King Goodwill Zwelithini’s first wife in succession battle, set to challenge will


Nongoma – The fight over who should succeed the late King Goodwill Zwelithini is now heading to the Pietermaritzburg High Court after the first wife who was married in a civil rites marriage, MaDlamini, challenged the will which yields to who is the next king.

The matter was kept under wraps for days but late on Saturday the matter spilled into the public domain.

At first the matter was spoken about in hush tones within the corridors of Khangela palace in Nongoma but later it was officially confirmed.

In a statement issued via a public relations company, a royal faction loyal to MaDlamini (not related to late Queen Mantfombi Dlamini-Zulu who is being mourned) said it has concerns with validity of all the king’s traditional marriages which came after a civil one, hence it was going to court.

“We wish to confirm that there two pending matters before the courts in relation to the estate of His Majesty, the late King Goodwill Zwelithini of the Zulu nation. The first matter relates to the declarator of the late monarch’s civil union vs the subsequent ’customary’ unions, in order to deal with matters of inheritance and succession to the throne,” reads the statement which further said the royal house is aware of the issues and has been notified.

However, one prince said they have not received any court papers.

The statement added that the second matter has been filed by two of the king’s daughters with MaDlamini.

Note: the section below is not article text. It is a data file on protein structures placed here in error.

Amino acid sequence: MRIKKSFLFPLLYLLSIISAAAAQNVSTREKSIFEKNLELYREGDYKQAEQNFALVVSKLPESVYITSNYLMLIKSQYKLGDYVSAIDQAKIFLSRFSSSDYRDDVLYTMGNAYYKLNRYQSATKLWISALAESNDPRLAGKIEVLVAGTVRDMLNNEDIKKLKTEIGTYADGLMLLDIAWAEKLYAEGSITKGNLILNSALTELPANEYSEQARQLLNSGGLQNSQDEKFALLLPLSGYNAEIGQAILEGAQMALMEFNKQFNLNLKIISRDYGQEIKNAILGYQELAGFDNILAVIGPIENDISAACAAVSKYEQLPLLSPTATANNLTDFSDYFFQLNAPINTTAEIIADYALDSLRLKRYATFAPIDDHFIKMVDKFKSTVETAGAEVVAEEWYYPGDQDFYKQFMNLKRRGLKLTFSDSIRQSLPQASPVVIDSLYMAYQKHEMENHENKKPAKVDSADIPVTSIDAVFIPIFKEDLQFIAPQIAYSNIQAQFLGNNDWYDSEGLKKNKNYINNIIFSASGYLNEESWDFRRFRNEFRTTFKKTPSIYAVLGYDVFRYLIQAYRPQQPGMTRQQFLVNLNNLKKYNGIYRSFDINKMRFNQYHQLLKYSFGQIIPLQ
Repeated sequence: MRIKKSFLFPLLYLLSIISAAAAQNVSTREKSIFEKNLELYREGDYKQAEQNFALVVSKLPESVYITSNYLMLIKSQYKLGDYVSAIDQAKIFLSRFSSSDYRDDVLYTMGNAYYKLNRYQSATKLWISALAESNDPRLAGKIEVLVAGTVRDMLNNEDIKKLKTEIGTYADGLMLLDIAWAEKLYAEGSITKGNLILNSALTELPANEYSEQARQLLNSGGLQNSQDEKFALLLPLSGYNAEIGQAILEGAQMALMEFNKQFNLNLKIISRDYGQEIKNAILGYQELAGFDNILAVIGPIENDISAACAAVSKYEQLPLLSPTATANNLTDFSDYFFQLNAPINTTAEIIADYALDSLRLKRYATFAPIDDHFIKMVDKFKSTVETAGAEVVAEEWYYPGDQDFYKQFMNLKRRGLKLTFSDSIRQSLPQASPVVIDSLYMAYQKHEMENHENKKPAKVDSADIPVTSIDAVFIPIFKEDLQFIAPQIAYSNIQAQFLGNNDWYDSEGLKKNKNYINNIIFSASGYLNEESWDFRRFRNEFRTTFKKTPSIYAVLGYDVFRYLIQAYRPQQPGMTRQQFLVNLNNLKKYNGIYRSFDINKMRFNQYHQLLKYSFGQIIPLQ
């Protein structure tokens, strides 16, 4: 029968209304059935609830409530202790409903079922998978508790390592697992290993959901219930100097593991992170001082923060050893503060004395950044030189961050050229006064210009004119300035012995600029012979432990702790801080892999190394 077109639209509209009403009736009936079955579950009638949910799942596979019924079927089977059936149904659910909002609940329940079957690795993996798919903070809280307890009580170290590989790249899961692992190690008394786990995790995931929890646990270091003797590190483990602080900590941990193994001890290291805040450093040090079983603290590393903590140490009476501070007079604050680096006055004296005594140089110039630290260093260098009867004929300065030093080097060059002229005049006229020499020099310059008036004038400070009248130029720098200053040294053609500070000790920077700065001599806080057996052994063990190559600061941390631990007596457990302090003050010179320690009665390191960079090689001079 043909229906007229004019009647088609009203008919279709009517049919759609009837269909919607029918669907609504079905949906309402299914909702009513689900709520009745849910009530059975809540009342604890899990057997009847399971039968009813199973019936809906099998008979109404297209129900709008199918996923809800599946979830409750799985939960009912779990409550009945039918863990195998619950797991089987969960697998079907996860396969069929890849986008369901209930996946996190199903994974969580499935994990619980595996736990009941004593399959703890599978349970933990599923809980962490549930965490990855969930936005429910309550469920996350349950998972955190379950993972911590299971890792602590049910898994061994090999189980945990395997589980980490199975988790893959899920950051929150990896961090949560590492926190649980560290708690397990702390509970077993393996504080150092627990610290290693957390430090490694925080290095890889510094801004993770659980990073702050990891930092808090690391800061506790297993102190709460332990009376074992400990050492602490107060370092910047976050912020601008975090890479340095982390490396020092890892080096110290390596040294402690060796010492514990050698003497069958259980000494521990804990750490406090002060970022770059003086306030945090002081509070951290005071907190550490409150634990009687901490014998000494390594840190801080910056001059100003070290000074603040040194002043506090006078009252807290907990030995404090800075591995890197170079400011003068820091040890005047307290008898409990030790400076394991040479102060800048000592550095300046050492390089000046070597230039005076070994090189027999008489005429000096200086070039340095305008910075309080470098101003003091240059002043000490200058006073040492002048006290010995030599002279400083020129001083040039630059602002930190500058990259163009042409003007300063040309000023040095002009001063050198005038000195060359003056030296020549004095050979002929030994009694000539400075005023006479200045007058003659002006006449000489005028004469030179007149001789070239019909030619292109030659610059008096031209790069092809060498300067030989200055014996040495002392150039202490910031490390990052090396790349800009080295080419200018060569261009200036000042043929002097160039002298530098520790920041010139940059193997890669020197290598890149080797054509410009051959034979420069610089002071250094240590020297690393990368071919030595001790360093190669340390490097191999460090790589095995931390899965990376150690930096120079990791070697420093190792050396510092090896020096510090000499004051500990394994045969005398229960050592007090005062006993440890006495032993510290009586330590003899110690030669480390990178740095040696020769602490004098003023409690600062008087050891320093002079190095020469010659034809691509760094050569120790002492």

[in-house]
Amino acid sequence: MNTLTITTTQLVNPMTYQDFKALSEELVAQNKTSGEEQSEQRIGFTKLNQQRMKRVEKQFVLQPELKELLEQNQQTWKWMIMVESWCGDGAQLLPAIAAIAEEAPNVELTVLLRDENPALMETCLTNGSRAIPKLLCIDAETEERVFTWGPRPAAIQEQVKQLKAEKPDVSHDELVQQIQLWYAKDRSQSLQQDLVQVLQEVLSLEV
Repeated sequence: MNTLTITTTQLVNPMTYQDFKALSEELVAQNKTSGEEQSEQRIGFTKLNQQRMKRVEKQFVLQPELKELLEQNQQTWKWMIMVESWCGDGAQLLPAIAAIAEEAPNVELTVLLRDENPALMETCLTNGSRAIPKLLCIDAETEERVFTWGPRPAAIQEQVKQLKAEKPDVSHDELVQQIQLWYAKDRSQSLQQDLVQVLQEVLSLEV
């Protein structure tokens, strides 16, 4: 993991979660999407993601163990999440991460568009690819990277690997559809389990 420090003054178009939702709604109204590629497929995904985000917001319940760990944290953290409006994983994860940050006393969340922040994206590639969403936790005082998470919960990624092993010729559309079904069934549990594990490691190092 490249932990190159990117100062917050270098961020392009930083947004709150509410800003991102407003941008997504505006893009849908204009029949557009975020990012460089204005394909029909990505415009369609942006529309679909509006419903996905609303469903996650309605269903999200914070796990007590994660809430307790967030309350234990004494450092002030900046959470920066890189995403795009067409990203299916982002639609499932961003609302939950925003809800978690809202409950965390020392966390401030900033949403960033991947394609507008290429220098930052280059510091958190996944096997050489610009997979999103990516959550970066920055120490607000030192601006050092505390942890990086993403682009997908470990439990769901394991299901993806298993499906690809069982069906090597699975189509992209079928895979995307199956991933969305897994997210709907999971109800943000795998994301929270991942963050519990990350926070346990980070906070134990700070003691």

“We can confirm that the will has been read to the royal family. However, based on certain concerns in regards to the handling and signature of the document, it became necessary to place the document’s validity for determination before the courts.

“In this instance, until the matter is decided before the courts, the relief sought is to pend the execution of the document in question.

“As you will appreciate, the Royal House and certain of its affairs are governed by legislation. It is therefore necessary that the custodians of the appropriate legislative institutions are made aware of the pending litigation.

“The two Princesses (names withheld) said because of the bereavement in the royal court, they will not conduct any interviews or comment further in respect of the matter, until the full and due legal process is complete.”

What has not been confirmed are allegations that the first wife pocketed around R4-million mourners gave to the royal house in mid-March this year after the King’s passing.

And allegations that the fighting queen wants 50 percent of the late king’s estate and a similar percentage from the yearly royal budget of about R79-million.

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